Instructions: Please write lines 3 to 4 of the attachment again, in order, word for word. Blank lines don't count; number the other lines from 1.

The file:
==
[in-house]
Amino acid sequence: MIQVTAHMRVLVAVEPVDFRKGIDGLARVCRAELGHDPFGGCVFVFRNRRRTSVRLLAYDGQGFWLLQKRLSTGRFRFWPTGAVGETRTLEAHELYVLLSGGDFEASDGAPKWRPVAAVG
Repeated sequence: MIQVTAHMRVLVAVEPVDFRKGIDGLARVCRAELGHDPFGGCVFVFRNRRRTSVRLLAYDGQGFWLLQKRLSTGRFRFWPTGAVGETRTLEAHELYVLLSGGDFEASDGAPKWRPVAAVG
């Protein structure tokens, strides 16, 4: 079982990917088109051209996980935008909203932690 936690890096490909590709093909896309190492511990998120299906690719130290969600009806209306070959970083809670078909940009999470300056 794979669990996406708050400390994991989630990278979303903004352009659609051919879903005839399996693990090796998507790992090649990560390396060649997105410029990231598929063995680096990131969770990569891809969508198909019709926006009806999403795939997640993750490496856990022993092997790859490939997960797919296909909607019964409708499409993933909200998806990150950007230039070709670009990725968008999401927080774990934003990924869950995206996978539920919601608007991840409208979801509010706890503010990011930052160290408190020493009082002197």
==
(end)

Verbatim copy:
Repeated sequence: MIQVTAHMRVLVAVEPVDFRKGIDGLARVCRAELGHDPFGGCVFVFRNRRRTSVRLLAYDGQGFWLLQKRLSTGRFRFWPTGAVGETRTLEAHELYVLLSGGDFEASDGAPKWRPVAAVG
């Protein structure tokens, strides 16, 4: 079982990917088109051209996980935008909203932690 936690890096490909590709093909896309190492511990998120299906690719130290969600009806209306070959970083809670078909940009999470300056 794979669990996406708050400390994991989630990278979303903004352009659609051919879903005839399996693990090796998507790992090649990560390396060649997105410029990231598929063995680096990131969770990569891809969508198909019709926006009806999403795939997640993750490496856990022993092997790859490939997960797919296909909607019964409708499409993933909200998806990150950007230039070709670009990725968008999401927080774990934003990924869950995206996978539920919601608007991840409208979801509010706890503010990011930052160290408190020493009082002197």